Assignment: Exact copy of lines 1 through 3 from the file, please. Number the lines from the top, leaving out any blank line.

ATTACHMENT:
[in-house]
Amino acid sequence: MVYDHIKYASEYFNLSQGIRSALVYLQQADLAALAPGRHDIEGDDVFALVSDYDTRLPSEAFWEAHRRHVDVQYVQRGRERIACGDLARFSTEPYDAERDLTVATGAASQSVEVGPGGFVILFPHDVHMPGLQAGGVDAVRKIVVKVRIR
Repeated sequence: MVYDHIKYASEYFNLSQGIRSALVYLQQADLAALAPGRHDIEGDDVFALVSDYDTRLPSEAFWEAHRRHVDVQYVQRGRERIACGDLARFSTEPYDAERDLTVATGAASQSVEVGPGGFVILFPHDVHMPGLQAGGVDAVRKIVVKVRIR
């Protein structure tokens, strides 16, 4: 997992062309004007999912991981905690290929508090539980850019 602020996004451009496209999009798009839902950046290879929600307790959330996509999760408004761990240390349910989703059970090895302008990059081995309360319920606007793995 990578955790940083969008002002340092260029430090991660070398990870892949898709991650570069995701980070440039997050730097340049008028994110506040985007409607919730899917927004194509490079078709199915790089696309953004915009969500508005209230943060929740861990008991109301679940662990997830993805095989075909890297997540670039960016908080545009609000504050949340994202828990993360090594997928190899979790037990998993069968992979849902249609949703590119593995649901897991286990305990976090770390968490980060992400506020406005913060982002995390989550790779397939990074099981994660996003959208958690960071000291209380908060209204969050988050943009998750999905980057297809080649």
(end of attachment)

[in-house]
Amino acid sequence: MVYDHIKYASEYFNLSQGIRSALVYLQQADLAALAPGRHDIEGDDVFALVSDYDTRLPSEAFWEAHRRHVDVQYVQRGRERIACGDLARFSTEPYDAERDLTVATGAASQSVEVGPGGFVILFPHDVHMPGLQAGGVDAVRKIVVKVRIR
Repeated sequence: MVYDHIKYASEYFNLSQGIRSALVYLQQADLAALAPGRHDIEGDDVFALVSDYDTRLPSEAFWEAHRRHVDVQYVQRGRERIACGDLARFSTEPYDAERDLTVATGAASQSVEVGPGGFVILFPHDVHMPGLQAGGVDAVRKIVVKVRIR